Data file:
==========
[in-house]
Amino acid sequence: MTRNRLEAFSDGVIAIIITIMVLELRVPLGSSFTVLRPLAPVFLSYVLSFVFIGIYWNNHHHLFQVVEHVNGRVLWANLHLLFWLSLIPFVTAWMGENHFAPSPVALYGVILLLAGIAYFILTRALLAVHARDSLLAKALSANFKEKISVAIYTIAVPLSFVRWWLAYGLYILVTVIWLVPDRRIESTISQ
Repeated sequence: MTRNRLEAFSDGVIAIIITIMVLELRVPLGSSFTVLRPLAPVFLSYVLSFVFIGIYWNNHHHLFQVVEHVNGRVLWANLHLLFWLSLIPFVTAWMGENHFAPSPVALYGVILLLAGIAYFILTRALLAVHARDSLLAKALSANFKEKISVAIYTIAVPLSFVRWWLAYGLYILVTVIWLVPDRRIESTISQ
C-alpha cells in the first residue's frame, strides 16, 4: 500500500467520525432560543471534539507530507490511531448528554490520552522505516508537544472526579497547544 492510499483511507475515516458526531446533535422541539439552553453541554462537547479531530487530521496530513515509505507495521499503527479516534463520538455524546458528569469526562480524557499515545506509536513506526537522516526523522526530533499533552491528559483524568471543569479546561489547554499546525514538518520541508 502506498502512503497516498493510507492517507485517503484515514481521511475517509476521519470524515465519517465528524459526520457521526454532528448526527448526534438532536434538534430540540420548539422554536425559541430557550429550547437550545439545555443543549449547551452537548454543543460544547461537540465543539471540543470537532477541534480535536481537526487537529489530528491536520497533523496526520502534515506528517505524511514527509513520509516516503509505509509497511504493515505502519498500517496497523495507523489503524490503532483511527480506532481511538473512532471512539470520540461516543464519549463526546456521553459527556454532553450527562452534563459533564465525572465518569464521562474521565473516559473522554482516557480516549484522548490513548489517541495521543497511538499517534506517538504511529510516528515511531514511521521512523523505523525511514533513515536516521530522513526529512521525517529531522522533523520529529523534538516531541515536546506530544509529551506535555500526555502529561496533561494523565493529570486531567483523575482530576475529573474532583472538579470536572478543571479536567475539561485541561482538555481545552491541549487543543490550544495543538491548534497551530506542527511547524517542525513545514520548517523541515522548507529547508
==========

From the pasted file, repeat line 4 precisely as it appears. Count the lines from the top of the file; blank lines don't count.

C-alpha cells in the first residue's frame, strides 16, 4: 500500500467520525432560543471534539507530507490511531448528554490520552522505516508537544472526579497547544 492510499483511507475515516458526531446533535422541539439552553453541554462537547479531530487530521496530513515509505507495521499503527479516534463520538455524546458528569469526562480524557499515545506509536513506526537522516526523522526530533499533552491528559483524568471543569479546561489547554499546525514538518520541508 502506498502512503497516498493510507492517507485517503484515514481521511475517509476521519470524515465519517465528524459526520457521526454532528448526527448526534438532536434538534430540540420548539422554536425559541430557550429550547437550545439545555443543549449547551452537548454543543460544547461537540465543539471540543470537532477541534480535536481537526487537529489530528491536520497533523496526520502534515506528517505524511514527509513520509516516503509505509509497511504493515505502519498500517496497523495507523489503524490503532483511527480506532481511538473512532471512539470520540461516543464519549463526546456521553459527556454532553450527562452534563459533564465525572465518569464521562474521565473516559473522554482516557480516549484522548490513548489517541495521543497511538499517534506517538504511529510516528515511531514511521521512523523505523525511514533513515536516521530522513526529512521525517529531522522533523520529529523534538516531541515536546506530544509529551506535555500526555502529561496533561494523565493529570486531567483523575482530576475529573474532583472538579470536572478543571479536567475539561485541561482538555481545552491541549487543543490550544495543538491548534497551530506542527511547524517542525513545514520548517523541515522548507529547508